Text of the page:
Beijing must realize the importance of news broadcasting and cultural dissemination. It must make cross-Strait cultural exchanges more convenient. It must form cross-Strait strategic TV news alliances, even cross-Strait strategic media alliances. It must enable media workers, directors, producers, screenwriters, and actors from Taiwan to incorporate Taiwan elements into media content. It must provide greater opportunities for people from Taiwan to accept Mainland soft power. Doing so will also enable people from the Mainland to better understand the real Taiwan. Over the long term, this will improve cross-Strait understanding among the general public.

Beijing must gain a greater appreciation of Mainland students and Mainland business travelers. President Ma governed for eight years. Mainland tour groups flocked to Taiwan in an unending stream. Official visits often made headlines. But for the general public, such exchanges were irrelevant. Their itineraries made authentic interaction with ordinary people difficult. The number of Mainland tourists increased year to year. But most joined “If It's Tuesday This must be Belgium” style tour groups. They had little chance to interact with ordinary people on Taiwan. Under these circumstances, people to people exchanges can hardly be expected to increase mutual understanding.

Based on current group visits, communications between Mainland students and Mainland business travelers with people on Taiwan have been the most effective. Only these two groups can change public perception of the Mainland. Only these two groups can foster goodwill toward the Mainland. Many Taiwan students support Mainland students on many issues. This proves that. The main reason for this is that Mainland students live on Taiwan long term. They remain in close communication with Taiwan students. Much of the discrimination and hostility arising from misunderstandings can be dispelled by such long term exchanges.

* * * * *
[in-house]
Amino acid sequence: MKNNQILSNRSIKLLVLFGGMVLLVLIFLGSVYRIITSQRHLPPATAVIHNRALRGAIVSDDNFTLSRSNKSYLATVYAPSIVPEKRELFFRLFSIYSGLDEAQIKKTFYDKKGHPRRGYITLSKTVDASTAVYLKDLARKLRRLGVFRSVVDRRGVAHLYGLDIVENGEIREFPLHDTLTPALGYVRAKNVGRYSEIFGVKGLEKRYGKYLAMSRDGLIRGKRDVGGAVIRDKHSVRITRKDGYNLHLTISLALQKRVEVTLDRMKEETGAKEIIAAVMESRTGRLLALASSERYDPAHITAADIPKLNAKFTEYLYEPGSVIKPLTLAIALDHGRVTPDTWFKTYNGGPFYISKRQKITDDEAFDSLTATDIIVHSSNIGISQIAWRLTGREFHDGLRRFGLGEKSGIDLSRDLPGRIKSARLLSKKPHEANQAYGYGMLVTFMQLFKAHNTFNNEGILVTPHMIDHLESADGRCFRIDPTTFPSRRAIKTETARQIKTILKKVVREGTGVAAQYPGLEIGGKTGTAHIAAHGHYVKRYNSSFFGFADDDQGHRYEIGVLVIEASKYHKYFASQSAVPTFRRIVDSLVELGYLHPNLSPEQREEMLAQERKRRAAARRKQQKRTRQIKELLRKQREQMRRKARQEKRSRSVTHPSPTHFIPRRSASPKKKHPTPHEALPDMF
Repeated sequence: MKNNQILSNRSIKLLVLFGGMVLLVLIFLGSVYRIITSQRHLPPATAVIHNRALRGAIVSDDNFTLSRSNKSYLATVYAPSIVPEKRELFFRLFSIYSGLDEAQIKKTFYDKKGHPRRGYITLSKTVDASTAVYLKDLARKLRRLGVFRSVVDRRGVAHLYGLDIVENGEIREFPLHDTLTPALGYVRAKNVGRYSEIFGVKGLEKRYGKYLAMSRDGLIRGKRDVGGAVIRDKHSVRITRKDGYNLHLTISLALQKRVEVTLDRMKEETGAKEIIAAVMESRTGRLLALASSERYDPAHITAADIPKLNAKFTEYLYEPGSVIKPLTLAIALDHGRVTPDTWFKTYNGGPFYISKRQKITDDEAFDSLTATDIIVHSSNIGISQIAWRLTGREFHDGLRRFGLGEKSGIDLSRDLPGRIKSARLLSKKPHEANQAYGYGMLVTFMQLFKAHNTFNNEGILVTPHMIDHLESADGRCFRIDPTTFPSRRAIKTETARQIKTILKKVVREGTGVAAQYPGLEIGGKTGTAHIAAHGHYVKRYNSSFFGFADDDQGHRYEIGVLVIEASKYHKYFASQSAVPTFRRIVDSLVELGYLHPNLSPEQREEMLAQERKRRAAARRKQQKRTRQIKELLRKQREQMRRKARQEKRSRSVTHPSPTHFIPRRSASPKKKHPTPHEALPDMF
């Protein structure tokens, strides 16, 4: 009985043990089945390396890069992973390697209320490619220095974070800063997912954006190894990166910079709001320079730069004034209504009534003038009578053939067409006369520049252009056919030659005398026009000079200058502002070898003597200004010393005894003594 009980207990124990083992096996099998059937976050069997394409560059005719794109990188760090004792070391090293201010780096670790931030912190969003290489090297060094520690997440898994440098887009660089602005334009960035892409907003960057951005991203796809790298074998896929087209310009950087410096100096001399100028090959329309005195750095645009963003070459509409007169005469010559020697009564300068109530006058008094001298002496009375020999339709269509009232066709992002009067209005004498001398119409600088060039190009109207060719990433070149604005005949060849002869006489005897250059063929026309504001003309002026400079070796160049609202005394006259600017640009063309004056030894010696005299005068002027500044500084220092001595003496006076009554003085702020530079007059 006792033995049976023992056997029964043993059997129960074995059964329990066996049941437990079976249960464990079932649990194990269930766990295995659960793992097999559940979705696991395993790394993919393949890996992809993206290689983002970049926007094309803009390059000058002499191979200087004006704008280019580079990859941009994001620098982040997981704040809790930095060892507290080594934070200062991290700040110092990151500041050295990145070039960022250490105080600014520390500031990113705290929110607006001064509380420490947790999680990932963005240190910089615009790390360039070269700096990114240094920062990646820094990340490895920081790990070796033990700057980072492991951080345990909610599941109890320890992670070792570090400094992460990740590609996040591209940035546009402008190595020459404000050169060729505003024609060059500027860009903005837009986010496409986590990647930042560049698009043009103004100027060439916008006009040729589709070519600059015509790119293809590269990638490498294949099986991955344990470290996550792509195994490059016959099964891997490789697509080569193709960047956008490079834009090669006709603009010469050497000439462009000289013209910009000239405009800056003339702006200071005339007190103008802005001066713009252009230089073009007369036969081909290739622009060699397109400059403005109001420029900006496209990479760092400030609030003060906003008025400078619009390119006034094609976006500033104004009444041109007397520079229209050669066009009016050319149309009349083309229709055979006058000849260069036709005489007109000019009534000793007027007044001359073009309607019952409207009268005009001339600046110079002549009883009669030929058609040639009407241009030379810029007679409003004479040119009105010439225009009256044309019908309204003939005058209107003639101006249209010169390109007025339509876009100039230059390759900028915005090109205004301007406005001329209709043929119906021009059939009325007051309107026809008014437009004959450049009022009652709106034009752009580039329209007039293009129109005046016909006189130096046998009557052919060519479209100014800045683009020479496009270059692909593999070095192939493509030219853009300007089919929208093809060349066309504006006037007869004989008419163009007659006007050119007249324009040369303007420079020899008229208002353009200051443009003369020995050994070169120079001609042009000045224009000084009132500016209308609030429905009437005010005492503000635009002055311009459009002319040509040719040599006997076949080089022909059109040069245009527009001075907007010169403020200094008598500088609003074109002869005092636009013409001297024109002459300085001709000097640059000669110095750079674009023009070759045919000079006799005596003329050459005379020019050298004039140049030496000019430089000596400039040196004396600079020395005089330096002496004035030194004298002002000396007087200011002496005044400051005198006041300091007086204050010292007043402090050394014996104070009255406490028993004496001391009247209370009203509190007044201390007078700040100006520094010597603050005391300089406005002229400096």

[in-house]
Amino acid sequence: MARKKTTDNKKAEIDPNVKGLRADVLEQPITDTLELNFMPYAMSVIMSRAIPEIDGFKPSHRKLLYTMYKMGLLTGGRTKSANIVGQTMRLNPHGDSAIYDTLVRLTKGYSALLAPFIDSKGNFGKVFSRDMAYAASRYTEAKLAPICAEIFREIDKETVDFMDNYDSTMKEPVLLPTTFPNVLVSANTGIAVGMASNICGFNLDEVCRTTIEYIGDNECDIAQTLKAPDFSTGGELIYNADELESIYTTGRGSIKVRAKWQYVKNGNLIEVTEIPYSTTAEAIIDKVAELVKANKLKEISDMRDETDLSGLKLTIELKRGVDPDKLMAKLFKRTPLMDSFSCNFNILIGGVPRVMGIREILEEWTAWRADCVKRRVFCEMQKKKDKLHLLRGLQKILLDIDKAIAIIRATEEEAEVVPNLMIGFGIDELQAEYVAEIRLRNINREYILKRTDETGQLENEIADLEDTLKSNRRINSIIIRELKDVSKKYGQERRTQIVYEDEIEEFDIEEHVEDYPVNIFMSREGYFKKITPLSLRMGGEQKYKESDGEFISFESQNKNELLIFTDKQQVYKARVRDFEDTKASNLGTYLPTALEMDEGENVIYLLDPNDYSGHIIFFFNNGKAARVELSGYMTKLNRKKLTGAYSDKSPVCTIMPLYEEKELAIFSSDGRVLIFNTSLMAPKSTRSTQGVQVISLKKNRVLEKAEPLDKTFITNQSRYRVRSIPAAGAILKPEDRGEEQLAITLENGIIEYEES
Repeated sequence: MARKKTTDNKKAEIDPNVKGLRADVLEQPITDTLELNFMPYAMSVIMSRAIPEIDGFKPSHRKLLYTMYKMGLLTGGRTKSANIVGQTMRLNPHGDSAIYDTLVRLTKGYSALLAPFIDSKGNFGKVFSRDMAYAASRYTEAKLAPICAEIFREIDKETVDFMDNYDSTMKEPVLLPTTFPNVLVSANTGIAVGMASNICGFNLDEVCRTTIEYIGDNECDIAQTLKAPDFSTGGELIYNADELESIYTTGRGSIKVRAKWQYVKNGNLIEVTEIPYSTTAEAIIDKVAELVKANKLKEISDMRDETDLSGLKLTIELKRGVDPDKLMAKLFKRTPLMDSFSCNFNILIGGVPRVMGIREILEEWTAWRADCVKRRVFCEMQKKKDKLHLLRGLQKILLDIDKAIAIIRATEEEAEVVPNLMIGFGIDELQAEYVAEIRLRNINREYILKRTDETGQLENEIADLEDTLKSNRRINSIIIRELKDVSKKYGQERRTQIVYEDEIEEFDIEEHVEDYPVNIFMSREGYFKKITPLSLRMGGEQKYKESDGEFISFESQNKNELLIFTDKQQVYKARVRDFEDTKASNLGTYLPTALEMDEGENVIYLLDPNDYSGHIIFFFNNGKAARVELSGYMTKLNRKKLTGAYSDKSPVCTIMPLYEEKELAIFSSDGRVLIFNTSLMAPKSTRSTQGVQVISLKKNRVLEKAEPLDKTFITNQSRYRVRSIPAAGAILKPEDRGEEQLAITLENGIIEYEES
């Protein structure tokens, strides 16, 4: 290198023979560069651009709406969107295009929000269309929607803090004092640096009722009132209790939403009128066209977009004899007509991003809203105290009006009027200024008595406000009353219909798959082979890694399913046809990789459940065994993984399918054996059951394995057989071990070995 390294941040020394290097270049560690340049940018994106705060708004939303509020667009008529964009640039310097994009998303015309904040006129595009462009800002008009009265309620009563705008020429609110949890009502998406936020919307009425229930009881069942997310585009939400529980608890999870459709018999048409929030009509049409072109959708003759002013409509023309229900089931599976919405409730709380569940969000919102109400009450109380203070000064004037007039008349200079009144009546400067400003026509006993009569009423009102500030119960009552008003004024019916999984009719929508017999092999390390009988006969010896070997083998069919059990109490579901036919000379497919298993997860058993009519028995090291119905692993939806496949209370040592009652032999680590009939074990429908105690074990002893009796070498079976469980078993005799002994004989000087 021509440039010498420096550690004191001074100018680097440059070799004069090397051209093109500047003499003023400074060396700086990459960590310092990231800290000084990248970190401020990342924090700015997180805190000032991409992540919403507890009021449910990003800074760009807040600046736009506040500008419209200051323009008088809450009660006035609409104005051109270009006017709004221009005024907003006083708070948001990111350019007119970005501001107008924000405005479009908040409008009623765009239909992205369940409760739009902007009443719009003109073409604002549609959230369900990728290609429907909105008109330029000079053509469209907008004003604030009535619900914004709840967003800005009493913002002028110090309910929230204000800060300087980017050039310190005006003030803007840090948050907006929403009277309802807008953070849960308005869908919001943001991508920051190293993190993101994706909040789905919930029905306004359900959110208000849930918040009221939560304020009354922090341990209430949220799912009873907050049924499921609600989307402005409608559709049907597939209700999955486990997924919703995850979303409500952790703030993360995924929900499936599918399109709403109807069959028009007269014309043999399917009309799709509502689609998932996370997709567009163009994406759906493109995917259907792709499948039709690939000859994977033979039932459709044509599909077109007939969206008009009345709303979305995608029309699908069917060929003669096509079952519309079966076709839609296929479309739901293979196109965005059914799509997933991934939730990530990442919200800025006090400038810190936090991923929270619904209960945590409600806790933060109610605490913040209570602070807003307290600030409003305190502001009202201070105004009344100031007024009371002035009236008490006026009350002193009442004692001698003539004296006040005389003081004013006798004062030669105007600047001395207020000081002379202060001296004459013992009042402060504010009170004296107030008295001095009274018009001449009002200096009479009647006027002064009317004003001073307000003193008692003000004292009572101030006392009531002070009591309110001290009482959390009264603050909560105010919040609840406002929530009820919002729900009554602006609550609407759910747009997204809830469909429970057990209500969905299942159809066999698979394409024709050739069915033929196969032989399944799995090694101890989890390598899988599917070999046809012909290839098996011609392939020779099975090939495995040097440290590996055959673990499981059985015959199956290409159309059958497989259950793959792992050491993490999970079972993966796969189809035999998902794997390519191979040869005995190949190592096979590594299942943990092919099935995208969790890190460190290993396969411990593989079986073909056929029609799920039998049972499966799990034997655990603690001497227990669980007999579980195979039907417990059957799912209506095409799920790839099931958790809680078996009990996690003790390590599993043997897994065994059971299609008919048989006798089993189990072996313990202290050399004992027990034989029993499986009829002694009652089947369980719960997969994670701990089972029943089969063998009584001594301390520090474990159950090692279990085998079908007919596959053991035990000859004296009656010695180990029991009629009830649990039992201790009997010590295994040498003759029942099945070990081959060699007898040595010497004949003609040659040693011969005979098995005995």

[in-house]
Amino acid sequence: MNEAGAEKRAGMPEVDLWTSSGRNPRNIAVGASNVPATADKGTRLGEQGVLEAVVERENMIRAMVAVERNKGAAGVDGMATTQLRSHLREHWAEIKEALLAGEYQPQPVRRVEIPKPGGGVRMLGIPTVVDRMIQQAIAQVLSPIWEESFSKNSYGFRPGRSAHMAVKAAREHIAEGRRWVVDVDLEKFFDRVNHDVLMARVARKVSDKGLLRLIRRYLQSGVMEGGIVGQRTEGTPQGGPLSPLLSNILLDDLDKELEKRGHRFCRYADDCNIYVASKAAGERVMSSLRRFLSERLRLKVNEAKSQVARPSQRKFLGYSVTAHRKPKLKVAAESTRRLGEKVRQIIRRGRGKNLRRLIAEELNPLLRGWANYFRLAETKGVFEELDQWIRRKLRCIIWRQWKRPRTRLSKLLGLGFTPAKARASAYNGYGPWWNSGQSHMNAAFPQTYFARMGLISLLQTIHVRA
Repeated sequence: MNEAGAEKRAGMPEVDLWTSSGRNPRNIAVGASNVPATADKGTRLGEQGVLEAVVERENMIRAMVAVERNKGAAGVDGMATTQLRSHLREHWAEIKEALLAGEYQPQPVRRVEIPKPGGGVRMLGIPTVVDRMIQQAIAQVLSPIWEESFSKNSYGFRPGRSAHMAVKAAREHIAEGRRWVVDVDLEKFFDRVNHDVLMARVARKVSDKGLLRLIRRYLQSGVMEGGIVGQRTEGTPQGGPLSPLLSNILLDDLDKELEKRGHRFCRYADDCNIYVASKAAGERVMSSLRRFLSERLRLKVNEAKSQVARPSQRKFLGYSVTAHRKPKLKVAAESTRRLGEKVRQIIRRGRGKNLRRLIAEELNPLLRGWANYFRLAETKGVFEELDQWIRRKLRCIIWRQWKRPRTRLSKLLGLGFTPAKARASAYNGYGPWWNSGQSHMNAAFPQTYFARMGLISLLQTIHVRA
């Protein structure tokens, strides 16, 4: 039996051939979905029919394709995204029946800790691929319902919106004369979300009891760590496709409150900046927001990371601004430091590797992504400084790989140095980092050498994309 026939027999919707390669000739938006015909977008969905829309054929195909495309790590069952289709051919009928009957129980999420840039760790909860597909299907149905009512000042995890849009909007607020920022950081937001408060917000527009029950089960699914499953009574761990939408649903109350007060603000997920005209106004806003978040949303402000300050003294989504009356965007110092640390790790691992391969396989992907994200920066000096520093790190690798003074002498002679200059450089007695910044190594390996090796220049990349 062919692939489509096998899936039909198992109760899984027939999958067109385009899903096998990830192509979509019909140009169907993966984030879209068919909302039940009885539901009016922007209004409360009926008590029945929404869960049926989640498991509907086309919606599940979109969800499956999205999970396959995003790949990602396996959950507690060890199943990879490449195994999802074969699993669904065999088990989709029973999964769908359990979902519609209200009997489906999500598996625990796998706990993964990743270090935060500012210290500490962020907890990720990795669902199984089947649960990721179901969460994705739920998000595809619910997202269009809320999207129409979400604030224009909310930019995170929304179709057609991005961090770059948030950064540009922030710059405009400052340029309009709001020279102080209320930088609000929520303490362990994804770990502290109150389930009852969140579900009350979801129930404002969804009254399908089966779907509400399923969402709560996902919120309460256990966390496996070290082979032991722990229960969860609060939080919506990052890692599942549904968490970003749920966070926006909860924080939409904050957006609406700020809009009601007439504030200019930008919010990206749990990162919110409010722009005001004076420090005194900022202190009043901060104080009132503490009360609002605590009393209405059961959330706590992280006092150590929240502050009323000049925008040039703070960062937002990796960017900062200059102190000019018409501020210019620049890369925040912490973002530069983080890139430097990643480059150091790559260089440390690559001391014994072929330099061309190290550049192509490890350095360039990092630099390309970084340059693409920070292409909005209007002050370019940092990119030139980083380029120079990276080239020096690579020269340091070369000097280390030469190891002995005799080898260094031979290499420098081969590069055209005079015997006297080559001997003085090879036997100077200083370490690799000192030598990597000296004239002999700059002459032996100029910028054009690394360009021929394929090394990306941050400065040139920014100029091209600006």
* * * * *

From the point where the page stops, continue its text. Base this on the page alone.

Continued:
Business travelers have had a similar effect. Many of them shuttle back and forth between the two sides. They work alongside colleagues on Taiwan. They achieve tacit understanding and trust with each other. They gradually change the impression of Taiwan office workers have of the Mainland. That is why Beijing must understand the importance of non-governmental forces. Taiwan may undergo a change in ruling parties. Nevertheless Beijing should expand, not shrink cross-Strait exchanges among students and business people.

Beijing must pay attention to the importance of market forces and civil society. On today's Taiwan, a close relationship between government and business often raises concerns. By contrast, seeking to enter Taiwan for purely market-based reasons seldom provokes strong opposition. This is why Alipay and Taobao, which have allowed online shopping from Taiwan, have experienced positive results. We must allow Taiwan industry to collaborate with Mainland industry, based on supply and demand. In fact, this sort of win/win cross-Strait cooperation is most helpful to SMEs.

At the same time, the Mainland must promote cross-Strait interaction among civic organizations. For people on Taiwan, their daily lives are not about political parties, but rather public interest or shared interest groups. The Mainland has a thriving civil society. People from the Mainland and Taiwan are fully capable of interacting with each other on their own. It is not difficult for them to organize sports events, cultural exhibits, and seminars. If the Mainland expands cross-Strait interaction to include civic organizations, it can better reach the people of Taiwan.

20160108 中國時報